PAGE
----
I’ve conducted flights on which passengers brought their own alcohol and became so inebriated they were screaming in the center aisle and ripping their clothes off—one in particular on the runway after landing in Las Vegas.
Most airline pilots can’t say they have had to corral and manage a drunken passenger after shutdown to prevent them from running down the flightline while waiting for ground transportation. Less than two hours later I was notified that this passenger had another outburst. As a result, they had been detained, threatened with charges, and banned from the casino at which his group was staying. Being sober, my help was sought in mitigating the fallout and begging the casino to reverse the ban to save the trip as planned.
I was unsuccessful.
Most pilots who fly charter and Part 91 have celebrity stories. In almost all cases it is important for the industry to respect privacy. If a company or pilots were to provide tabloid media with pictures or information about the habits of celebrities it would be bad for business. Still, among friends and associates, stories inevitably get out. The proliferation of online industry forums doesn’t help, but most pilots remain tight-lipped in the public domain about their passengers.
On private forums many years after the fact, flight crew members attested to their experiences as explosive tabloid stories broke regarding Britney Spears’ mental breakdown. They were called to the jet earlier than expected for an expedited departure and were shocked to see her arrive with a shaved head. Her entourage was eager to get her out of the public eye.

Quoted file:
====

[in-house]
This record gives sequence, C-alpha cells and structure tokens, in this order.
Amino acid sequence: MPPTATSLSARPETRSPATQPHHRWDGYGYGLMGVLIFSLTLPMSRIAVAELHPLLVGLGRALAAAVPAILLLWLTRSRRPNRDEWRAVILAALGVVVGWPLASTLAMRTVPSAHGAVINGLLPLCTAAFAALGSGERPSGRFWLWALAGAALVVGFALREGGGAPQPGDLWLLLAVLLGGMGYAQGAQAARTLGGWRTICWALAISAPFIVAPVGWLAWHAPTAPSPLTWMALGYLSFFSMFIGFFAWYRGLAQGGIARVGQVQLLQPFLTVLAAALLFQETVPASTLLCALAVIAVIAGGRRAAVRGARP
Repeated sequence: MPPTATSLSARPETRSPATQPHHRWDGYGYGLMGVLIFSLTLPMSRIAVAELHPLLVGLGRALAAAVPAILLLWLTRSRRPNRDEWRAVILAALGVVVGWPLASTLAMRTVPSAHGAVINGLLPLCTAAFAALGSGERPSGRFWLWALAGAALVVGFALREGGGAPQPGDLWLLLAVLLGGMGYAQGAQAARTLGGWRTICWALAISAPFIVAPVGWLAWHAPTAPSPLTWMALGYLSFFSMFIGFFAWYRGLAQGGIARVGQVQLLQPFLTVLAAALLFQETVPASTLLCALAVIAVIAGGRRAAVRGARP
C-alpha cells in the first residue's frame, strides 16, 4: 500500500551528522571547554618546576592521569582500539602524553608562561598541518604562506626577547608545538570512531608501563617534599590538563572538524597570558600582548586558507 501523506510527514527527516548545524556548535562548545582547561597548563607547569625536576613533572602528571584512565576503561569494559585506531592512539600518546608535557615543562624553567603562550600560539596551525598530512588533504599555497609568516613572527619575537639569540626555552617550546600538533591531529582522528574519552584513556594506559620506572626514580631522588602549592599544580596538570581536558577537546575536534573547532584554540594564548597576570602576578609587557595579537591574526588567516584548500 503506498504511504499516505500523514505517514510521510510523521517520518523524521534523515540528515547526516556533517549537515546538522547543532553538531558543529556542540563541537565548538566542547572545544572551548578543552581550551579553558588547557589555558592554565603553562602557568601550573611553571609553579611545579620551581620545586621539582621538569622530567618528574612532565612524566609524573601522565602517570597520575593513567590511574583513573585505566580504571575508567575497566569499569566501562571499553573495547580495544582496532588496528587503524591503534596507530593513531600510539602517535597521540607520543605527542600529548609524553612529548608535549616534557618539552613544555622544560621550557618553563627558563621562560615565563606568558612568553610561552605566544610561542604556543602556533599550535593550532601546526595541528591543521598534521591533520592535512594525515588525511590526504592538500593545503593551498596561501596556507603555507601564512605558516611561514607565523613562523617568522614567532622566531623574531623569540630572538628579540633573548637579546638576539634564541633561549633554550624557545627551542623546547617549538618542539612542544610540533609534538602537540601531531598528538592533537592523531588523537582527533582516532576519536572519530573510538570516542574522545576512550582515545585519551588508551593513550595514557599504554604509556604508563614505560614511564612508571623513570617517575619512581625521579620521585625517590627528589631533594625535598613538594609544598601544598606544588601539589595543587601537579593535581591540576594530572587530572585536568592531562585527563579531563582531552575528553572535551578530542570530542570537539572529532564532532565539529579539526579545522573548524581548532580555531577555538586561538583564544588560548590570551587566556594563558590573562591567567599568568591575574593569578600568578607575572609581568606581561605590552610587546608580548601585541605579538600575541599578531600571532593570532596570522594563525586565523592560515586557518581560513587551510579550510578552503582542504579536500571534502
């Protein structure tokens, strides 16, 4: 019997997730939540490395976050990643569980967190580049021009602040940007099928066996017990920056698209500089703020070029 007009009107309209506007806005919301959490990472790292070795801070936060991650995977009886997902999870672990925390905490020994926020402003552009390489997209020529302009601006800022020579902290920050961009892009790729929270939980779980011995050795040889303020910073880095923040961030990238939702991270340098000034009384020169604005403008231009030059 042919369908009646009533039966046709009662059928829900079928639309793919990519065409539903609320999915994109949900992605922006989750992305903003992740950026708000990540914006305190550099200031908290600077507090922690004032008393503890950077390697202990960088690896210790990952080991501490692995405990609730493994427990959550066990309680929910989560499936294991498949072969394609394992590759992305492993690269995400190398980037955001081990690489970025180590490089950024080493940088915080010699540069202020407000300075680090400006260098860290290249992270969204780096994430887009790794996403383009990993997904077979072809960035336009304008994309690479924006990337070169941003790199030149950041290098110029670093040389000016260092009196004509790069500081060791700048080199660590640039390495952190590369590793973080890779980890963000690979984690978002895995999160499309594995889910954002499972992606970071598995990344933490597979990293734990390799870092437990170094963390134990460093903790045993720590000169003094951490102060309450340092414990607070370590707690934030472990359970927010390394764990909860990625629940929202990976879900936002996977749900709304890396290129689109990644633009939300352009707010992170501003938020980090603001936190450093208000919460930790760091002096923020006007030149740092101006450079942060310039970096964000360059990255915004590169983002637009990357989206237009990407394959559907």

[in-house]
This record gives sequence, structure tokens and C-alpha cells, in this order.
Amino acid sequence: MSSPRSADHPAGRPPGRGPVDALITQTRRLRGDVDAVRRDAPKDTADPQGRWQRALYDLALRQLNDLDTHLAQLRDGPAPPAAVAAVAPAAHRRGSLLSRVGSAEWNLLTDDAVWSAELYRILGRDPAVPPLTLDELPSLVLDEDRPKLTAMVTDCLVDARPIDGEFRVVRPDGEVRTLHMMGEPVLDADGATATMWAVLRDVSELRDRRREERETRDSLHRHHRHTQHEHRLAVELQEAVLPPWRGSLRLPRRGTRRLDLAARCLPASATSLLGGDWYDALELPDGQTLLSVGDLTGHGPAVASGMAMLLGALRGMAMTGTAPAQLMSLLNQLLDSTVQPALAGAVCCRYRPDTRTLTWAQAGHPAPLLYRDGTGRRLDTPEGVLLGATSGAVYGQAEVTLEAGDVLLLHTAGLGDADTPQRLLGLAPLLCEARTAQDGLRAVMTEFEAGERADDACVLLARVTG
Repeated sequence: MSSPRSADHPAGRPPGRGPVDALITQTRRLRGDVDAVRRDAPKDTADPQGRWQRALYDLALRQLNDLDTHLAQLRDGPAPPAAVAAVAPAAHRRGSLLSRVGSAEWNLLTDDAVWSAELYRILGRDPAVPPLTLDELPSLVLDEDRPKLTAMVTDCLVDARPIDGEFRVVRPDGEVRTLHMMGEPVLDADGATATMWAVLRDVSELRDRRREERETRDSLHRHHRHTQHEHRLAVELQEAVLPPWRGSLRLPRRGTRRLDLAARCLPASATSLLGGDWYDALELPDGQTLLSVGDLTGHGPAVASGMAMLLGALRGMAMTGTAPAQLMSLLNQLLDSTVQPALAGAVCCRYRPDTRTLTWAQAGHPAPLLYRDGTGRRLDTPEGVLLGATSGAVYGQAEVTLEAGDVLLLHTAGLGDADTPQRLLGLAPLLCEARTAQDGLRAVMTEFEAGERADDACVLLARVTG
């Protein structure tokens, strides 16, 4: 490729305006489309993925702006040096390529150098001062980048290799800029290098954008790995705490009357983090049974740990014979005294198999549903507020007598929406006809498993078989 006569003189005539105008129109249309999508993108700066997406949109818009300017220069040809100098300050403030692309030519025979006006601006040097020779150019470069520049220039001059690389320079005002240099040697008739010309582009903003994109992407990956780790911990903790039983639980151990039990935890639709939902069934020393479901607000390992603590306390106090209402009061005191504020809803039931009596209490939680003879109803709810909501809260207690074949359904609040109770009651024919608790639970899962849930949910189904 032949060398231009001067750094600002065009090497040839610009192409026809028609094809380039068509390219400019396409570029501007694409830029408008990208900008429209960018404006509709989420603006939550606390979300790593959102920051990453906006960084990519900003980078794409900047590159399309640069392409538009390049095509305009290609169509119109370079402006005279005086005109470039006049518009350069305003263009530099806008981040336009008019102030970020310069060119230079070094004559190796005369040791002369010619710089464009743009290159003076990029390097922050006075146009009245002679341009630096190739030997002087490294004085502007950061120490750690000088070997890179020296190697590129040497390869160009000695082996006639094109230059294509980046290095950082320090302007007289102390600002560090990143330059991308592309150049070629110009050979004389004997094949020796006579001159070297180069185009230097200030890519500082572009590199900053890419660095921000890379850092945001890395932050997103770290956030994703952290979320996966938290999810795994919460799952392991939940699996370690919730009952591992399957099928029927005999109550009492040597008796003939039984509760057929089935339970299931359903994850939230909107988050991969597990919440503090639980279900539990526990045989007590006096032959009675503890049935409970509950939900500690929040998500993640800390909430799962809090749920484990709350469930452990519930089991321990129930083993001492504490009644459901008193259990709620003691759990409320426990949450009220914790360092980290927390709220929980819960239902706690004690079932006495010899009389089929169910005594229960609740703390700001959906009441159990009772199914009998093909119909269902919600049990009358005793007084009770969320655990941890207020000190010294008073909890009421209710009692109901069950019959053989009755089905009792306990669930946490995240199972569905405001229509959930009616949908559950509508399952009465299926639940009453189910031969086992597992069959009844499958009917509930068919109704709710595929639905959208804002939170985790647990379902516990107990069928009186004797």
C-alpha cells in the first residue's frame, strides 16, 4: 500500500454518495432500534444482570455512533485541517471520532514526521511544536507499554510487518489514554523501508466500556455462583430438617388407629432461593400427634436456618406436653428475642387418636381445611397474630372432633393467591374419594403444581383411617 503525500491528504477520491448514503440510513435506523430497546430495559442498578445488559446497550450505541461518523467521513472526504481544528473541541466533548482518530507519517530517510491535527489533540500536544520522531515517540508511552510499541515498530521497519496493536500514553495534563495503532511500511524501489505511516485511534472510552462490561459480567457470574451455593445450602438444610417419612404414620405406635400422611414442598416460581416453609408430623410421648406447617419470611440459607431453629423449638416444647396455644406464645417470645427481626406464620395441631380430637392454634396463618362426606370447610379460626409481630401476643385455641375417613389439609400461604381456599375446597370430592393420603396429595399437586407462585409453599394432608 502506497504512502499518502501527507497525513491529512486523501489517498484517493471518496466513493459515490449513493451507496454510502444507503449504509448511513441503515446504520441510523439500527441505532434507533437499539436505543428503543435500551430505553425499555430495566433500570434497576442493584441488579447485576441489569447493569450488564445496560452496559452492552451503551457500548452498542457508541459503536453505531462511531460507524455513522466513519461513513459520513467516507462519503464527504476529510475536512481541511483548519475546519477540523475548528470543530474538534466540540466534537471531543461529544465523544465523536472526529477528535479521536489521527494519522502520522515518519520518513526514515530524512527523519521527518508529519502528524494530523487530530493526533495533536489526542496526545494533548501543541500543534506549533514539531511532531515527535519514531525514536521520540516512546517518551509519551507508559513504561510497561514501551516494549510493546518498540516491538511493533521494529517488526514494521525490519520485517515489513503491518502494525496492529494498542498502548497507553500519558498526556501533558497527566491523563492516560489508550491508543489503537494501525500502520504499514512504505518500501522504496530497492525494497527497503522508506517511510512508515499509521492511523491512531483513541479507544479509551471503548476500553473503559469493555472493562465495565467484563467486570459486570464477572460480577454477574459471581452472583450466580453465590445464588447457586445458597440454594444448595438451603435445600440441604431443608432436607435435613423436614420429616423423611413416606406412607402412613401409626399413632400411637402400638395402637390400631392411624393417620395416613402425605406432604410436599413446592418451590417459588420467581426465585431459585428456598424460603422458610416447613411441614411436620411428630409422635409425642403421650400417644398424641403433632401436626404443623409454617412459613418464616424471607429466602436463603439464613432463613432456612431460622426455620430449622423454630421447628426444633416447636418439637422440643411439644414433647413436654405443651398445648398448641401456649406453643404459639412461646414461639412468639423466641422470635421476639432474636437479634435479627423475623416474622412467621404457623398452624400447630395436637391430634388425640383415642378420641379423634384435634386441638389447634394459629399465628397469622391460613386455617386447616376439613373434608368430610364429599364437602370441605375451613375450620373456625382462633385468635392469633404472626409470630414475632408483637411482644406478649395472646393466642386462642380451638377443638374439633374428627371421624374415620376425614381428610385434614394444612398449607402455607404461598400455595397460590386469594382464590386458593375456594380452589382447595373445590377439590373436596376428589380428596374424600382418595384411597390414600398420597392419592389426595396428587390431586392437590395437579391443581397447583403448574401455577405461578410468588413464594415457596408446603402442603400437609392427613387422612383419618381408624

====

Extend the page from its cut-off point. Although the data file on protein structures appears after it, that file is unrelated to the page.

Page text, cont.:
All is not as it seems. Before negative news broke about Bill Cosby, a close friend related his experience having flown him. At the time Mr. Cosby’s public image was still that of a gentleman—”America’s dad.” My friend was taken aback by his aggressive demeanor and generally poor treatment of the entire flight crew.
On a charter trip out of Van Nuys, a well-known actress calmly sat for an entire flight while her children scratched, cut, and drew on the entire interior of a large private jet. The cost to refurbish the interior of a cabin aircraft ranges greatly in price. In this case, the damages were over $250,000. She was sent a bill by the operator, but she refused to pay it. Litigation was determined to have the potential to have a negative impact on that charter company’s reputation for celebrity service in the Los Angeles area. The matter was not pursued and the charter company was never compensated.